3 years ago

Frailty, hospital volume, and failure to rescue after head and neck cancer surgery

C. Matthew Stewart, Carrie L. Nieman, Peter J. Pronovost, David W. Eisele, Christine G. Gourin
Objectives/Hypothesis We previously reported that high-volume hospital head and neck cancer (HNCA) surgical care is associated with decreased mortality, largely explained by reduced rates of failure to rescue. Frailty is an independent predictor of mortality, but is significantly less likely in patients receiving high-volume care. We investigate whether differences in frailty rates explain the relationship between volume and outcomes in HNCA patients and whether frailty confounds the relationship between failure to rescue and mortality. Study Design Cross-sectional analysis. Methods Discharge data from the Nationwide Inpatient Sample for 159,301 patients who underwent ablative surgery for a malignant oral cavity, laryngeal, hypopharyngeal, or oropharyngeal neoplasm in 2001 to 2010 were analyzed using cross-tabulations and multivariate regression. Failure to rescue was defined as death after a major complication. Frailty was defined using frailty-defining diagnosis clusters from the Johns Hopkins Adjusted Clinical Groups frailty-defining diagnosis indicator. Results High-volume hospital care was associated with a lower odds of frailty (odds ratio [OR]: 0.7 [95% confidence interval [CI]: 0.5-1.0]). Frail patients had higher odds of postoperative complications (OR: 4.1 [95% CI: 3.4-4.9]) and mortality (OR: 2.0 [95% CI: 1.3-3.2]), but no difference in failure to rescue rates (OR: 1.0 [95% CI: 0.6-1.6]). High-volume care was not associated with differences in odds of complications (OR: 1.0 [95% CI: 0.8-1.2]), but was associated with significantly decreased odds of mortality (OR: 0.6 [95% CI: 0.5-0.9]) and failure to rescue (OR: 0. 6 [95% CI: 0.3-1.0]), which was not attenuated by adjusting for frailty. Conclusions High-volume HNCA surgical care is associated with a significantly lower odds of mortality, which appears to be associated with differences in the response to and management of complications rather than differences in frailty or complication rates. Level of Evidence 2c. Laryngoscope, 2017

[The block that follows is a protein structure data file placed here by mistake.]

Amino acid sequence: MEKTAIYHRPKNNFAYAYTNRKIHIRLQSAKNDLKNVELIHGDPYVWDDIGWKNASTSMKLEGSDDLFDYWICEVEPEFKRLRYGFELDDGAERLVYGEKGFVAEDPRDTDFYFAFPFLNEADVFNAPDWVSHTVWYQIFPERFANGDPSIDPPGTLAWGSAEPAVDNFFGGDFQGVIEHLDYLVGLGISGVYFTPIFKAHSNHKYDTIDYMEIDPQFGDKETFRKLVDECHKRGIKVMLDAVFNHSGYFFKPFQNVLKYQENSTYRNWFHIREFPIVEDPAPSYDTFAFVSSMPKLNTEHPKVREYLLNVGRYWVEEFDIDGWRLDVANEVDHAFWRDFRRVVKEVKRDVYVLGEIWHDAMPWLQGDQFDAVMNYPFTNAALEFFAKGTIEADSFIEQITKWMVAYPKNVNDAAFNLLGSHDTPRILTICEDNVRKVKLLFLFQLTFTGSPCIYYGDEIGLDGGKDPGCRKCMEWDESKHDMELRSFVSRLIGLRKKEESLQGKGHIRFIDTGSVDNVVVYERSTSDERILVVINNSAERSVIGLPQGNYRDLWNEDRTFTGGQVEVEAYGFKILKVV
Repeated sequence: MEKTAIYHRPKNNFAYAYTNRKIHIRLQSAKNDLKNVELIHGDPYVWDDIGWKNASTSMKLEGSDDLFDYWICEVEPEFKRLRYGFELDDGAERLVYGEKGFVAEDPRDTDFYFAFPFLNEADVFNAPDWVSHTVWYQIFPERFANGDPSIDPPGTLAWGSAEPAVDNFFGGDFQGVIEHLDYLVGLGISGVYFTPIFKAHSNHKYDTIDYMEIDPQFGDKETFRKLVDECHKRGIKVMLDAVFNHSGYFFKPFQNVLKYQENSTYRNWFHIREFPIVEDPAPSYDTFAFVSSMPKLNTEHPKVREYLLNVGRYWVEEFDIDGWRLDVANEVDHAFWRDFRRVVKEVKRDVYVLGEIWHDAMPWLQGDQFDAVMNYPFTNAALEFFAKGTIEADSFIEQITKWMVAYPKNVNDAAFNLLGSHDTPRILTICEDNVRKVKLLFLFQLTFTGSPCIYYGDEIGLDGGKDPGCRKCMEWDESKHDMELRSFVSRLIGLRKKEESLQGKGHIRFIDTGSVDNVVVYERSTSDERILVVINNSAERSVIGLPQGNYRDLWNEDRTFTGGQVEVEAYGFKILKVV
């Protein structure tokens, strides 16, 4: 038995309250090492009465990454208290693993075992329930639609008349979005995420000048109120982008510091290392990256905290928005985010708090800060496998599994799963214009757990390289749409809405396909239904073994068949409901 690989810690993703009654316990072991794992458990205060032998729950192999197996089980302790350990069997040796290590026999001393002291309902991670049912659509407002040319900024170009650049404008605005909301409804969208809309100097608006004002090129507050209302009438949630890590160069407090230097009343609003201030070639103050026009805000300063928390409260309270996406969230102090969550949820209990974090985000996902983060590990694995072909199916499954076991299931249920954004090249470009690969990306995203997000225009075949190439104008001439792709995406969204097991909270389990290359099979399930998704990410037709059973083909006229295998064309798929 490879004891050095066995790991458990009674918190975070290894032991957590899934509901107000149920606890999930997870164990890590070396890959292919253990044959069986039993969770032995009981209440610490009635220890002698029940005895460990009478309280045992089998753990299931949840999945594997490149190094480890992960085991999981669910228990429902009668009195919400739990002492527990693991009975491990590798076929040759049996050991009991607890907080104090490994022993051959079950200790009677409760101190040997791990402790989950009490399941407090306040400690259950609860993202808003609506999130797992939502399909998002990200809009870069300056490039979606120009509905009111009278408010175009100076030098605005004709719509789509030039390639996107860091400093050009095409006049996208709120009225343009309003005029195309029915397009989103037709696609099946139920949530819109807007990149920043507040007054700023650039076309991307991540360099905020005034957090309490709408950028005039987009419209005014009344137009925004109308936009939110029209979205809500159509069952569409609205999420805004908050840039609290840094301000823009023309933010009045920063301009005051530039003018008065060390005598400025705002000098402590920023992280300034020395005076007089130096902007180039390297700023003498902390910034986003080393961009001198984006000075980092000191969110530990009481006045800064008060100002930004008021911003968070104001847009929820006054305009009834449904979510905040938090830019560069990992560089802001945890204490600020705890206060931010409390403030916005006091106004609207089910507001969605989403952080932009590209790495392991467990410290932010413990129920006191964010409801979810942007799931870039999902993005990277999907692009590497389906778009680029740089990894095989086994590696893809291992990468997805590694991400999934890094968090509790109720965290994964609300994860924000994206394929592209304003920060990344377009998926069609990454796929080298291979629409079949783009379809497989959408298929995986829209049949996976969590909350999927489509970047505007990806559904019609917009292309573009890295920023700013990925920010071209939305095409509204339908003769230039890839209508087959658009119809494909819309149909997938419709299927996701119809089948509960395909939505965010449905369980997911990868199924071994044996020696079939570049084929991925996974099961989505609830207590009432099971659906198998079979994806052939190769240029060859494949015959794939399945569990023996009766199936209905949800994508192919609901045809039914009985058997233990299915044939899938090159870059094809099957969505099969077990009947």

Publisher URL: http://onlinelibrary.wiley.com/resolve/doi

DOI: 10.1002/lary.26952

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